Jena Dickson

Revenge porn is worryingly increasing. Growth in technology makes it even easier for ex partners to post private and sexually explicit images or videos on social media, to blackmail, harass or just embarrass victims. Between 2012- 2014, 149 allegations of revenge porn were reported to the police, according to official data.

Today a new offence in England and Wales received Royal assent; under an amendment to the Criminal Justice and Courts Bill. The statue now states anyone distributing photographs or films showing people engaging in sexual activity or with the individuals genitals exposed, without their consent, could face 2 years in jail. This includes physical distribution, posting online or spreading via texts and e-mails, with the intent to cause harm or distress.

Before this law, there was little victims could do about this breach in trust, yet it caused a lot of anguish, humiliation and anger. The effects are often underestimated, but some victims have described it as virtual rape.

Due to many of the sites images being posted outside the UK, it was often very hard to get the content removed, especially if these images weren’t ‘selfies’ – they couldn’t be protected through copyright laws either. This has meant the Government has had to act. MP for Loughborough, Nicky Morgan said, the “circulating of intimate photos of an individual without their consent is never acceptable” (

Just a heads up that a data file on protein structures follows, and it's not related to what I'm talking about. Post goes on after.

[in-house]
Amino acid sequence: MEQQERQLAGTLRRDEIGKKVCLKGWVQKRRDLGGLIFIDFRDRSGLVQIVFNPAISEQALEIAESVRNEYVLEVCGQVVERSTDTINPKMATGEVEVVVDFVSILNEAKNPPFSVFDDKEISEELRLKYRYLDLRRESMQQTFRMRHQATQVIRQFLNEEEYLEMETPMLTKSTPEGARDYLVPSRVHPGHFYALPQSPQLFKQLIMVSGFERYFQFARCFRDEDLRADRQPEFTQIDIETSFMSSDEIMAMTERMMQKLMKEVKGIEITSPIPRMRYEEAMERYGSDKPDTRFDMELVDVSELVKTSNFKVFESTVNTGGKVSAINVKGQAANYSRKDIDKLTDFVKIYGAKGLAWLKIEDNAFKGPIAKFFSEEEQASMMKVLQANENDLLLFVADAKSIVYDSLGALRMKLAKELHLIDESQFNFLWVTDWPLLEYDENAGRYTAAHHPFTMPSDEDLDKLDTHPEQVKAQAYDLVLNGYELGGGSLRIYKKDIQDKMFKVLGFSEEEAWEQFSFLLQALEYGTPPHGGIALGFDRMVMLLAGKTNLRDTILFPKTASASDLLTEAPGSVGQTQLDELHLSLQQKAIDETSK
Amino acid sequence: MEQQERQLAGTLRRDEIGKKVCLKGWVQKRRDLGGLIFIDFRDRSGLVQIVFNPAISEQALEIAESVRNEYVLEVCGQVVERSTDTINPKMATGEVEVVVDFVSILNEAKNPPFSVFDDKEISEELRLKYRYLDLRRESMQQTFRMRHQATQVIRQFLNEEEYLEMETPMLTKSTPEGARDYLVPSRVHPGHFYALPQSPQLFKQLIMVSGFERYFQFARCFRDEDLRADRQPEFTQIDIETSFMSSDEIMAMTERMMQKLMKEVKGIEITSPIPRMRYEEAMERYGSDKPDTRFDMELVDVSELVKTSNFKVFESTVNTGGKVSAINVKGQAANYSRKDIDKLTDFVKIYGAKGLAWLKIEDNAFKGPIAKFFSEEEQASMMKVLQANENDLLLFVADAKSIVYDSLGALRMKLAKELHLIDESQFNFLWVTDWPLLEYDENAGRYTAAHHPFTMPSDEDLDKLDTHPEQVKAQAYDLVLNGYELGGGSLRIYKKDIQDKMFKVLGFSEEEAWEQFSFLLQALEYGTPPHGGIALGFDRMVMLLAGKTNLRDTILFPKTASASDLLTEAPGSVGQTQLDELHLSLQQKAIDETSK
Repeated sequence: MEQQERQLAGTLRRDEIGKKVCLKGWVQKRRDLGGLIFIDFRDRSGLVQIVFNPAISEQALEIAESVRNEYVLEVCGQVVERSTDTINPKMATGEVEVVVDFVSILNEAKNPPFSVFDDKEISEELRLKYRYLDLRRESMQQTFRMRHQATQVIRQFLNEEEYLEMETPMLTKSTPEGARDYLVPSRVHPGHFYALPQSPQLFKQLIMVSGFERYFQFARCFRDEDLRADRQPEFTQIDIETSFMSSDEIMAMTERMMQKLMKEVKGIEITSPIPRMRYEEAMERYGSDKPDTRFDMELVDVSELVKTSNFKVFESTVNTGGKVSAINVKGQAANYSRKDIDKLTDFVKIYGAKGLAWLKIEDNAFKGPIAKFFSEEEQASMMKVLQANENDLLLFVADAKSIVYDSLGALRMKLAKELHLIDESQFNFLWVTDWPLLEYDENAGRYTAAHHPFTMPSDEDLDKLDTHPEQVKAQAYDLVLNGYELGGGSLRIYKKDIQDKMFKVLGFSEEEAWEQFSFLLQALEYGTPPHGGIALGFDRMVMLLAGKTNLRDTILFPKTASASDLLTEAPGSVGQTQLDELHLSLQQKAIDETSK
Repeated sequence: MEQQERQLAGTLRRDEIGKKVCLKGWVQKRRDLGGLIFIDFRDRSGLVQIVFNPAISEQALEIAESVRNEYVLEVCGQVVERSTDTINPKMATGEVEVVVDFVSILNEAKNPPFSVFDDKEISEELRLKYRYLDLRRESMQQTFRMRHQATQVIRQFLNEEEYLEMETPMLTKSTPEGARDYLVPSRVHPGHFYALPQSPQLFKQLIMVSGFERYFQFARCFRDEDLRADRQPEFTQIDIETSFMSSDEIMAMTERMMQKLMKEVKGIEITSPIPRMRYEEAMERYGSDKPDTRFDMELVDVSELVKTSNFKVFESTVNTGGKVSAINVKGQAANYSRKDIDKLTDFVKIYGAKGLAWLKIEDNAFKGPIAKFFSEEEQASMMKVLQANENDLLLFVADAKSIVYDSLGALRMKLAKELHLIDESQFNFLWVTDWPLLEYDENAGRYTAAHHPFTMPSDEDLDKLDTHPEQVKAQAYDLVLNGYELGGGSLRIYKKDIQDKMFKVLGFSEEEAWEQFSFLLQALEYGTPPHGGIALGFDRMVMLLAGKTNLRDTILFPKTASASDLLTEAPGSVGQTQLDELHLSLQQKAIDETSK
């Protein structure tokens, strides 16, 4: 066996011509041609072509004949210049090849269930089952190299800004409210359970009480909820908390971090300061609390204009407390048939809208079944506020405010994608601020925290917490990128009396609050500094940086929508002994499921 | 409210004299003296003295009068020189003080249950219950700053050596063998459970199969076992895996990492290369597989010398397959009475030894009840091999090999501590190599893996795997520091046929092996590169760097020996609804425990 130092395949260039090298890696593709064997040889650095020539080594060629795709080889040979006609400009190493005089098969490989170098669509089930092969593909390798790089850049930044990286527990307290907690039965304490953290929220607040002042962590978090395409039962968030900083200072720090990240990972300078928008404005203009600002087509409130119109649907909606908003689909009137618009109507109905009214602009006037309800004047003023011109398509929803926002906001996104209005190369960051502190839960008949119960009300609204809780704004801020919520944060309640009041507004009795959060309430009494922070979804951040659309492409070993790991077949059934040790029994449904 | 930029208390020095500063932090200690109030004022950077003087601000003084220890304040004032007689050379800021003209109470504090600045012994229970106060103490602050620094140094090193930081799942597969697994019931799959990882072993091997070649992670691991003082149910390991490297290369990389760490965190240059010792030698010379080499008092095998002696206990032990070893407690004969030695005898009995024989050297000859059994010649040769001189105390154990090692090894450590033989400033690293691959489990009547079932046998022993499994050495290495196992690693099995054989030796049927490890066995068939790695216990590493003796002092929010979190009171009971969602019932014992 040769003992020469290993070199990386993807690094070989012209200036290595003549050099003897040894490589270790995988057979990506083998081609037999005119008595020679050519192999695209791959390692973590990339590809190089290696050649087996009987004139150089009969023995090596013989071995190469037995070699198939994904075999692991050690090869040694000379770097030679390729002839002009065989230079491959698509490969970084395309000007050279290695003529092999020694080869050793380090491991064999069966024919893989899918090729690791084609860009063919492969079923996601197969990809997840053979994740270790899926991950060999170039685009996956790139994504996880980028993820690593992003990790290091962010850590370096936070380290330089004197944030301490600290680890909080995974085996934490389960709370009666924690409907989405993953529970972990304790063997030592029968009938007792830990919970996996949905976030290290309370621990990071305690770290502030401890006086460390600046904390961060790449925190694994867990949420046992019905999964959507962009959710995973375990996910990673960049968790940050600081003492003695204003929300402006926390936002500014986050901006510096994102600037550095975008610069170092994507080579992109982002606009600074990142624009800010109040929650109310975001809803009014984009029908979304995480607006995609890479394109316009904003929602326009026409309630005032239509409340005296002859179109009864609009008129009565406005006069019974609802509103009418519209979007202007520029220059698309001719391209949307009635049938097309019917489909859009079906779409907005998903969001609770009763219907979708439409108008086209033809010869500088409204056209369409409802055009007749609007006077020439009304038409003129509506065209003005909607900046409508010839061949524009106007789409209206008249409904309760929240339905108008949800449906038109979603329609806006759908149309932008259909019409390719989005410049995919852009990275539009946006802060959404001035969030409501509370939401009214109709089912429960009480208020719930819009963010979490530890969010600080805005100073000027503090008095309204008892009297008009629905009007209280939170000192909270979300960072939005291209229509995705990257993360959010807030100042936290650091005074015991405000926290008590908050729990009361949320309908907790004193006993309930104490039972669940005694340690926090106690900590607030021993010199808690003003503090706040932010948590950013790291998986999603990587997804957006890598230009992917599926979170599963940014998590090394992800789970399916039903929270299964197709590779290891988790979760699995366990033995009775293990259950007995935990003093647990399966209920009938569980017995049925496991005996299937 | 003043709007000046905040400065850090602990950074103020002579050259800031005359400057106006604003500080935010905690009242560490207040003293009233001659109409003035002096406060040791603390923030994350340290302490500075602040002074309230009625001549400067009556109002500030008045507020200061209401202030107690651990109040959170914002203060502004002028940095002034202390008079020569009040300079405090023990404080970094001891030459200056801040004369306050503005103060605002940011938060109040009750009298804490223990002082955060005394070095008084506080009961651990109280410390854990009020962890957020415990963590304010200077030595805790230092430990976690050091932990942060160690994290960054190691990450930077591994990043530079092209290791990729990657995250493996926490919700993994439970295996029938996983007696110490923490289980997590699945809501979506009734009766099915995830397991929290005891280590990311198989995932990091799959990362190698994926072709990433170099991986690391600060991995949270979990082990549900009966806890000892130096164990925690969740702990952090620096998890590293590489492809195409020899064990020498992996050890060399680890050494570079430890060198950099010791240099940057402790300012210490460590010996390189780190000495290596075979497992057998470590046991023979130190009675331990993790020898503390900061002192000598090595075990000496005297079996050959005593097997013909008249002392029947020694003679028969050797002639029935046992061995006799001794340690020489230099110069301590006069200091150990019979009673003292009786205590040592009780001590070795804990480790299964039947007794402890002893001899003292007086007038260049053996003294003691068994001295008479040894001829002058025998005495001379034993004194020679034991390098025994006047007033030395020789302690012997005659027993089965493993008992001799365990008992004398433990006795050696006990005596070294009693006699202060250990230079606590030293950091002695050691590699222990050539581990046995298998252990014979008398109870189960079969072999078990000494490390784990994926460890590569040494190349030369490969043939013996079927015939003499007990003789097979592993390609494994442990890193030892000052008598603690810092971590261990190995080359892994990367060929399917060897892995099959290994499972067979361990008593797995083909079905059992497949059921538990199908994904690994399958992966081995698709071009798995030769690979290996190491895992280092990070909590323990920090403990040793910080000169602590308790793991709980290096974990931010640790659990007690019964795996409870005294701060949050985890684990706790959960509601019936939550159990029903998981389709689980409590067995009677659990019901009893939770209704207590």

This has also been a big issue in America too, with many cases involving females suing their ex partners for posting revenge porn online. Scotland and Northern Ireland are also now considering creating similar offences to tackle this problem.

Hopefully this law will deter future revenge porn attacks and save more people from the embarrassing and distressing impacts of these new types of sexual crimes.


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